In the following days, I continued to do five reps each leg, each day. The left leg still strained at the effort but subjectively I knew the pain was reducing, so the muscle must be getting stronger. Plus the exercise itself is also an improver for balance and coordination. It’s worth noting that for all the technology we have, there is nothing that could tell me I was improving beyond a subjective assessment.

By Saturday, after five days of this, I was feeling strong enough to do ten reps on each leg. The left leg was still a little grumbly about this, the right leg strong but actually not quite as good at balancing when up out of the chair.

On Sunday I went for my long run and with the combination of miles and a decent pace (rather than recovery) it’s the sort of run where any new form can begin to be ingrained. I didn’t particularly notice anything different with the left leg starting to strengthen up but in the last mile or so, I found my right shoulder dropped and began to swing a little easier. They may not seem connect but the arms and legs working in opposite pairings, so the right leg / left arm swing together in time as do the left leg / right arm.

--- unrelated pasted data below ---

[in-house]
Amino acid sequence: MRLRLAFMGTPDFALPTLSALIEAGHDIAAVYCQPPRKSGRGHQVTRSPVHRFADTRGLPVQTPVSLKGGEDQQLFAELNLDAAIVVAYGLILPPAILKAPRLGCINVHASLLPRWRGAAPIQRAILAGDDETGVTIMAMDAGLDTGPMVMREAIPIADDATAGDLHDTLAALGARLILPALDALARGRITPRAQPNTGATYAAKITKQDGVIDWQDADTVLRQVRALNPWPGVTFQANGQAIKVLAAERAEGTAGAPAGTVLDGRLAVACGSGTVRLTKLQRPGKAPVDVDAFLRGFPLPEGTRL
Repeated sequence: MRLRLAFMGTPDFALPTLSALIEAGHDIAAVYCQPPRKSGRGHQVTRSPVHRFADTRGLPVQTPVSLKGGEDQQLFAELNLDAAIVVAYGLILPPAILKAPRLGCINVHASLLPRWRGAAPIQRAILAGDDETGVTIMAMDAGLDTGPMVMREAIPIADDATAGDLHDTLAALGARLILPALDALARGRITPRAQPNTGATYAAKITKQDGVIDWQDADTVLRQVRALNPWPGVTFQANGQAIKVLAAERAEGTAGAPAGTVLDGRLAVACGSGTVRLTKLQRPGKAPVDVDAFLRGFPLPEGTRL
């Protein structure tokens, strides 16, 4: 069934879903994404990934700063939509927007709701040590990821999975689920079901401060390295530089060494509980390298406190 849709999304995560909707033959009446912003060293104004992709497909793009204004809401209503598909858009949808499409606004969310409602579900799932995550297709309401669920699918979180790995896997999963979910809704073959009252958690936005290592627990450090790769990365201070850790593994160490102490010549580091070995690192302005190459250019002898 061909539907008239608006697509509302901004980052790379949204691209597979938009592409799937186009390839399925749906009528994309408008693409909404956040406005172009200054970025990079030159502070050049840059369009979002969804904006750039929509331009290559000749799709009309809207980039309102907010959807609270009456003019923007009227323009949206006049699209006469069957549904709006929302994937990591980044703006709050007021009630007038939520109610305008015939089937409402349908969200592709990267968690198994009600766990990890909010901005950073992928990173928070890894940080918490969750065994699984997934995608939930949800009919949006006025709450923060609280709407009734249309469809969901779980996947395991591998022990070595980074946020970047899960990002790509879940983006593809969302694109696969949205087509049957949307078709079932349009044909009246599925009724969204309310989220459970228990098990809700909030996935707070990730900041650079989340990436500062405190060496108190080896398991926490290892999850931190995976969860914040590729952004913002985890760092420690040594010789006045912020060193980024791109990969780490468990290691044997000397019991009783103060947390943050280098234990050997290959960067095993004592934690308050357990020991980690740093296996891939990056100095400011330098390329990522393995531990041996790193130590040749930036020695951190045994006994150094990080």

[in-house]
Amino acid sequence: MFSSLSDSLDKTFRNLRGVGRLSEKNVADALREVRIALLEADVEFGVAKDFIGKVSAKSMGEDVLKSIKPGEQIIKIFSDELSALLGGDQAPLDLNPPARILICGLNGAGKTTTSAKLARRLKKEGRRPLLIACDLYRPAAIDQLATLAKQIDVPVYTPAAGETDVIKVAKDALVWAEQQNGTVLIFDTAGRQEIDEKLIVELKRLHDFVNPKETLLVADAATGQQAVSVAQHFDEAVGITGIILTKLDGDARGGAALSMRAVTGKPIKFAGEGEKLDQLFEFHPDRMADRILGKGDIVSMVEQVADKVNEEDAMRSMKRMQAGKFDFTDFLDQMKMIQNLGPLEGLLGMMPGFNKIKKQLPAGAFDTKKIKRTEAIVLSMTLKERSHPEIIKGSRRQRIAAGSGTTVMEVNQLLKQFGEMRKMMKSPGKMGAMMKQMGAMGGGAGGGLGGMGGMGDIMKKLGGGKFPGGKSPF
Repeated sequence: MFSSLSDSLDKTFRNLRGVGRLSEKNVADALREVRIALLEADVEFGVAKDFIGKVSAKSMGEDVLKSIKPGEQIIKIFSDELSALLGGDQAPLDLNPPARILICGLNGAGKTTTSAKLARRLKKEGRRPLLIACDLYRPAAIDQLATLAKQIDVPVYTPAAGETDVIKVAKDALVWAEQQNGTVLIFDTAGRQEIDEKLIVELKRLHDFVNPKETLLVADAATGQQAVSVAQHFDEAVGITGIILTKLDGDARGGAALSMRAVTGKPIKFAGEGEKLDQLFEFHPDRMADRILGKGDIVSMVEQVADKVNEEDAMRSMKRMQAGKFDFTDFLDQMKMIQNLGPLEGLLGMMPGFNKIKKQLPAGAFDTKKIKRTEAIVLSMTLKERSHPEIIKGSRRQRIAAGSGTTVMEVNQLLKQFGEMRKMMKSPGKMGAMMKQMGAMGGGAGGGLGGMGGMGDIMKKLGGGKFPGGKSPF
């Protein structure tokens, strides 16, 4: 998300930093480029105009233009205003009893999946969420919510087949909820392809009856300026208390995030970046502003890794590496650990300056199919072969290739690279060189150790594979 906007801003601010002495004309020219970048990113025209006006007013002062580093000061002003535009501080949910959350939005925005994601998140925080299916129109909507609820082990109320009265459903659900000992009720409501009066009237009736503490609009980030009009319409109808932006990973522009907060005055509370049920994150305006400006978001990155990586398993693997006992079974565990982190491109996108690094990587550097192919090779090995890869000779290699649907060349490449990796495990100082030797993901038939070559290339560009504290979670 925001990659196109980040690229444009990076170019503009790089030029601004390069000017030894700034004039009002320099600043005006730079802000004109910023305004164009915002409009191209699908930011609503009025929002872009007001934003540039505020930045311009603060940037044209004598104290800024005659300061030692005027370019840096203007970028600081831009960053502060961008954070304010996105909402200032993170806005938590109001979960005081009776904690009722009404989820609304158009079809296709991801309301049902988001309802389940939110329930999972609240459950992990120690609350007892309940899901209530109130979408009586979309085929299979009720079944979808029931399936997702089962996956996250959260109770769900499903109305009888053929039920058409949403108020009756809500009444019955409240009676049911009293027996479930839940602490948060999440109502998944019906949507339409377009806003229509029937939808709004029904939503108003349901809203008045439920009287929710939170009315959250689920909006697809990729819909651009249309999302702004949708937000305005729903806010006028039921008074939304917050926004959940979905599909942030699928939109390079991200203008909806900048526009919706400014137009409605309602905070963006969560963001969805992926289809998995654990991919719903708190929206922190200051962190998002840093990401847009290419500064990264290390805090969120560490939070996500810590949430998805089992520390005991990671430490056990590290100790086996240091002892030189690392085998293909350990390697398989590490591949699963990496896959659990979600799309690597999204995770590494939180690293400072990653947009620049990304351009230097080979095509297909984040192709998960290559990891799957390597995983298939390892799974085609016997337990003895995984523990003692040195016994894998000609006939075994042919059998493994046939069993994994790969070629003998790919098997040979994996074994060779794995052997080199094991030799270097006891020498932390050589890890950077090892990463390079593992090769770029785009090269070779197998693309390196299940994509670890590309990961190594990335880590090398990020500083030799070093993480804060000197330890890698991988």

Fixing form issues is quite often a case of looking at the whole body as a system, not simply focusing on the body part you thing is an issue. A good example of this is when you have a runner who heel strikes. The instinct is to get them to run on their toes more but quite often I find it is happening because their hips or glutes aren’t working properly. And I reckon this is what happened to me this past week. I got the left glute-hamstring area stronger, it worked better and consequently that led to the counterbalance from the right shoulder correcting itself.

I’ve continued with the one-legged chair squats this week and they are getting easier and easier. The reps of standing up onto the right leg are now beginning to feel as easy as it does when standing up as normal onto two feet. The left leg is still a tad weak but it will strengthen up. I’ve noticed the right shoulder seems to be dropping into place more often when running and during sprints my form felt great.